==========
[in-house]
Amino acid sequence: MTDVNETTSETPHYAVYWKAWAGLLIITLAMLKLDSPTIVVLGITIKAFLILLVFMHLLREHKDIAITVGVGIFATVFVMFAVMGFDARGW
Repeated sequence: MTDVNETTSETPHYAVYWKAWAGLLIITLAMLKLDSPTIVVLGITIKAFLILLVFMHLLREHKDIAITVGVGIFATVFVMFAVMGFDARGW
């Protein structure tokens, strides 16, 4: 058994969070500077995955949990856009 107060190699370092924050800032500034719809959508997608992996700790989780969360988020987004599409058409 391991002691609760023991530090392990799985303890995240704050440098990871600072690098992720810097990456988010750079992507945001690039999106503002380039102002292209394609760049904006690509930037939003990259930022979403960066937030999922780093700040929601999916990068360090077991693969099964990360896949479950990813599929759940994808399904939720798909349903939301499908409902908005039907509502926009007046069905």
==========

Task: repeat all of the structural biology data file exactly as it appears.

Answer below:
[in-house]
Amino acid sequence: MTDVNETTSETPHYAVYWKAWAGLLIITLAMLKLDSPTIVVLGITIKAFLILLVFMHLLREHKDIAITVGVGIFATVFVMFAVMGFDARGW
Repeated sequence: MTDVNETTSETPHYAVYWKAWAGLLIITLAMLKLDSPTIVVLGITIKAFLILLVFMHLLREHKDIAITVGVGIFATVFVMFAVMGFDARGW
């Protein structure tokens, strides 16, 4: 058994969070500077995955949990856009 107060190699370092924050800032500034719809959508997608992996700790989780969360988020987004599409058409 391991002691609760023991530090392990799985303890995240704050440098990871600072690098992720810097990456988010750079992507945001690039999106503002380039102002292209394609760049904006690509930037939003990259930022979403960066937030999922780093700040929601999916990068360090077991693969099964990360896949479950990813599929759940994808399904939720798909349903939301499908409902908005039907509502926009007046069905």